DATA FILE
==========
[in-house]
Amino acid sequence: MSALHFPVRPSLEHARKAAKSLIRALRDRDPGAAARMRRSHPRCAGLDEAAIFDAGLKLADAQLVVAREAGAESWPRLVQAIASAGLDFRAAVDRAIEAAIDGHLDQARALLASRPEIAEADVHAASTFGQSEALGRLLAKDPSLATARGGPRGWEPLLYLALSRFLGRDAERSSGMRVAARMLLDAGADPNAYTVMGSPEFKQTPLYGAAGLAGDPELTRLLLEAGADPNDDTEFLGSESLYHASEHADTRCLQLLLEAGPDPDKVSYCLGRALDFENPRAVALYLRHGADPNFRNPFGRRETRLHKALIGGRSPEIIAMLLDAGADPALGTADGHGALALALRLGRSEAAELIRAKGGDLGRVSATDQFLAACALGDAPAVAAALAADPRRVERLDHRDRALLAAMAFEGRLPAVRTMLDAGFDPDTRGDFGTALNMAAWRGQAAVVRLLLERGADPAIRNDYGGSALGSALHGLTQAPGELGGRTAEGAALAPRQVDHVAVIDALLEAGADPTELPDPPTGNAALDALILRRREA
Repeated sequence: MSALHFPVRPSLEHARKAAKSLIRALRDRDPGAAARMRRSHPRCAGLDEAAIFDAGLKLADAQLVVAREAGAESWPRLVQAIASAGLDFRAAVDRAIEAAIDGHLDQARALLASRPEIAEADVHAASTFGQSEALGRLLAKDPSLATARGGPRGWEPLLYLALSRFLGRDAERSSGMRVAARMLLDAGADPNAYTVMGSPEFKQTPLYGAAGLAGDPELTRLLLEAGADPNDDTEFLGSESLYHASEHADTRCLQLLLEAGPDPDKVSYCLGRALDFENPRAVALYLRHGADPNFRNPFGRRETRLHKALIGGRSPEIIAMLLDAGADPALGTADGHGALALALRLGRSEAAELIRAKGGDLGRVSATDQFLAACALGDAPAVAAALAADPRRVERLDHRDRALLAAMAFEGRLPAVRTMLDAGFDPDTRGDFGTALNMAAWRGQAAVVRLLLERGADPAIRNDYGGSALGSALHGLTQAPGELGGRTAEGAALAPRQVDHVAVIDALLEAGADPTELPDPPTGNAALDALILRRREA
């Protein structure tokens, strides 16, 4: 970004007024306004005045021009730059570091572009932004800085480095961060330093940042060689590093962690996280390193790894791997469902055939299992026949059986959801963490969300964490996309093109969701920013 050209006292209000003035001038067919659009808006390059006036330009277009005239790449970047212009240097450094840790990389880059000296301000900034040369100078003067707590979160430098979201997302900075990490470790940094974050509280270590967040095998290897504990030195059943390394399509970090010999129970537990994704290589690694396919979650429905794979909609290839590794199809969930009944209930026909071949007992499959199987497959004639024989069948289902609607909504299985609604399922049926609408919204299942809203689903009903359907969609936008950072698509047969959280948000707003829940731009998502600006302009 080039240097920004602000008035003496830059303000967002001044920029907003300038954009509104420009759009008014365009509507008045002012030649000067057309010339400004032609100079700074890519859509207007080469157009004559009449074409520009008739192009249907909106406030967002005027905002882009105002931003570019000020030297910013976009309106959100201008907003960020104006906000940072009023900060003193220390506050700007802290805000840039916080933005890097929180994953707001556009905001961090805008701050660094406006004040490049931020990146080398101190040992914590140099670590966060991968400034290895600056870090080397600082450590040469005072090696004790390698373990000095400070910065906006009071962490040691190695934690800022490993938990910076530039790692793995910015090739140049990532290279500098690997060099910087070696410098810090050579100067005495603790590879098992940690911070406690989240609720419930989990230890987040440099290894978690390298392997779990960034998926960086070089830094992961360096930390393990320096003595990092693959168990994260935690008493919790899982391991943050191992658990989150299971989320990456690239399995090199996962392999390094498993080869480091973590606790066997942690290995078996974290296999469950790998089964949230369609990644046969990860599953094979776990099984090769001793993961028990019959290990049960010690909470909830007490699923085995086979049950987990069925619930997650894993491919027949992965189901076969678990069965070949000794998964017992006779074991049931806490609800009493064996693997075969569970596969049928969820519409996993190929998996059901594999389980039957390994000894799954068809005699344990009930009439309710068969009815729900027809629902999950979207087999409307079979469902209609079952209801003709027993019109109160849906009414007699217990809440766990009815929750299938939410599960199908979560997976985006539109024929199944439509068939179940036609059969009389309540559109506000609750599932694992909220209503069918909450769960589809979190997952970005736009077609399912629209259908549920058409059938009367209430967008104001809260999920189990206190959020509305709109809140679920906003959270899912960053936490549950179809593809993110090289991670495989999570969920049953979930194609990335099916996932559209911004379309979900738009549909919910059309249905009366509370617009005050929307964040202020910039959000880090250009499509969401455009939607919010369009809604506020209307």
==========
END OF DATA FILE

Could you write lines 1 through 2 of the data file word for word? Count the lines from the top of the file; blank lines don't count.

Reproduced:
[in-house]
Amino acid sequence: MSALHFPVRPSLEHARKAAKSLIRALRDRDPGAAARMRRSHPRCAGLDEAAIFDAGLKLADAQLVVAREAGAESWPRLVQAIASAGLDFRAAVDRAIEAAIDGHLDQARALLASRPEIAEADVHAASTFGQSEALGRLLAKDPSLATARGGPRGWEPLLYLALSRFLGRDAERSSGMRVAARMLLDAGADPNAYTVMGSPEFKQTPLYGAAGLAGDPELTRLLLEAGADPNDDTEFLGSESLYHASEHADTRCLQLLLEAGPDPDKVSYCLGRALDFENPRAVALYLRHGADPNFRNPFGRRETRLHKALIGGRSPEIIAMLLDAGADPALGTADGHGALALALRLGRSEAAELIRAKGGDLGRVSATDQFLAACALGDAPAVAAALAADPRRVERLDHRDRALLAAMAFEGRLPAVRTMLDAGFDPDTRGDFGTALNMAAWRGQAAVVRLLLERGADPAIRNDYGGSALGSALHGLTQAPGELGGRTAEGAALAPRQVDHVAVIDALLEAGADPTELPDPPTGNAALDALILRRREA